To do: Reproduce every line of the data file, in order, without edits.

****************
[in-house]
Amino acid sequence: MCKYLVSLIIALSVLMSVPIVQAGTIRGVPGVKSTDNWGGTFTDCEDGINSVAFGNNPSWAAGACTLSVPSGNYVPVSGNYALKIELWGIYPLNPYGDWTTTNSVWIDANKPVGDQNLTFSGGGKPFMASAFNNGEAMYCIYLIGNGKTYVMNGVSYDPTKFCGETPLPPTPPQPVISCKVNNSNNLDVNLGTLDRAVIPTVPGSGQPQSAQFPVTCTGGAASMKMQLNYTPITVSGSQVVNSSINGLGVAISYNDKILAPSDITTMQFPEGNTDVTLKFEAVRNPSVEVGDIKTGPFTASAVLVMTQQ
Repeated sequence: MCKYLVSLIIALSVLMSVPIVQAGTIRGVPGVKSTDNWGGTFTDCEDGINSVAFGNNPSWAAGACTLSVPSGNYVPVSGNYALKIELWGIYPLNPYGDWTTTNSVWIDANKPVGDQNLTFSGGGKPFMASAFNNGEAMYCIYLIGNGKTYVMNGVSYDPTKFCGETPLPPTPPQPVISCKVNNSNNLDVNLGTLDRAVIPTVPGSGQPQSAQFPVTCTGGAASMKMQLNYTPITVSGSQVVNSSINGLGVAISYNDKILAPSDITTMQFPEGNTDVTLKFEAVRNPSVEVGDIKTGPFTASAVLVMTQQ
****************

[in-house]
Amino acid sequence: MCKYLVSLIIALSVLMSVPIVQAGTIRGVPGVKSTDNWGGTFTDCEDGINSVAFGNNPSWAAGACTLSVPSGNYVPVSGNYALKIELWGIYPLNPYGDWTTTNSVWIDANKPVGDQNLTFSGGGKPFMASAFNNGEAMYCIYLIGNGKTYVMNGVSYDPTKFCGETPLPPTPPQPVISCKVNNSNNLDVNLGTLDRAVIPTVPGSGQPQSAQFPVTCTGGAASMKMQLNYTPITVSGSQVVNSSINGLGVAISYNDKILAPSDITTMQFPEGNTDVTLKFEAVRNPSVEVGDIKTGPFTASAVLVMTQQ
Repeated sequence: MCKYLVSLIIALSVLMSVPIVQAGTIRGVPGVKSTDNWGGTFTDCEDGINSVAFGNNPSWAAGACTLSVPSGNYVPVSGNYALKIELWGIYPLNPYGDWTTTNSVWIDANKPVGDQNLTFSGGGKPFMASAFNNGEAMYCIYLIGNGKTYVMNGVSYDPTKFCGETPLPPTPPQPVISCKVNNSNNLDVNLGTLDRAVIPTVPGSGQPQSAQFPVTCTGGAASMKMQLNYTPITVSGSQVVNSSINGLGVAISYNDKILAPSDITTMQFPEGNTDVTLKFEAVRNPSVEVGDIKTGPFTASAVLVMTQQ